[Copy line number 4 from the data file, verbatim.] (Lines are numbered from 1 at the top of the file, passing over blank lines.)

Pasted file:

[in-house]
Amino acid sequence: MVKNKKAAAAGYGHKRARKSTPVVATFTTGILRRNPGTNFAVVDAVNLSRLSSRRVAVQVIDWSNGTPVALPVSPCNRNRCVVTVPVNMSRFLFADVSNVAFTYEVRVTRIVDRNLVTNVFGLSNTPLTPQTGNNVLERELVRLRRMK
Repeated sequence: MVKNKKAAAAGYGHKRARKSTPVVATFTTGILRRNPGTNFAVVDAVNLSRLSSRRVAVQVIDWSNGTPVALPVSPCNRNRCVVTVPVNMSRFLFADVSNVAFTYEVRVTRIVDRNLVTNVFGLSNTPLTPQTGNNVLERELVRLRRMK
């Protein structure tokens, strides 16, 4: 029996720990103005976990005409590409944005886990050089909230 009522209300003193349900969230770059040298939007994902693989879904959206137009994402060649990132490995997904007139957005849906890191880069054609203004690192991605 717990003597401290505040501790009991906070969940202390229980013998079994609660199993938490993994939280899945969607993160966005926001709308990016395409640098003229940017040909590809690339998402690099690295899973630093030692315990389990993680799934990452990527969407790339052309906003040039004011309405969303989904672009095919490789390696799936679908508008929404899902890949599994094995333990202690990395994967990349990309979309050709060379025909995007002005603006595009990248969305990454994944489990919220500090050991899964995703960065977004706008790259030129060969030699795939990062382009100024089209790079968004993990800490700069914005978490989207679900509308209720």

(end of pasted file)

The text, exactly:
């Protein structure tokens, strides 16, 4: 029996720990103005976990005409590409944005886990050089909230 009522209300003193349900969230770059040298939007994902693989879904959206137009994402060649990132490995997904007139957005849906890191880069054609203004690192991605 717990003597401290505040501790009991906070969940202390229980013998079994609660199993938490993994939280899945969607993160966005926001709308990016395409640098003229940017040909590809690339998402690099690295899973630093030692315990389990993680799934990452990527969407790339052309906003040039004011309405969303989904672009095919490789390696799936679908508008929404899902890949599994094995333990202690990395994967990349990309979309050709060379025909995007002005603006595009990248969305990454994944489990919220500090050991899964995703960065977004706008790259030129060969030699795939990062382009100024089209790079968004993990800490700069914005978490989207679900509308209720």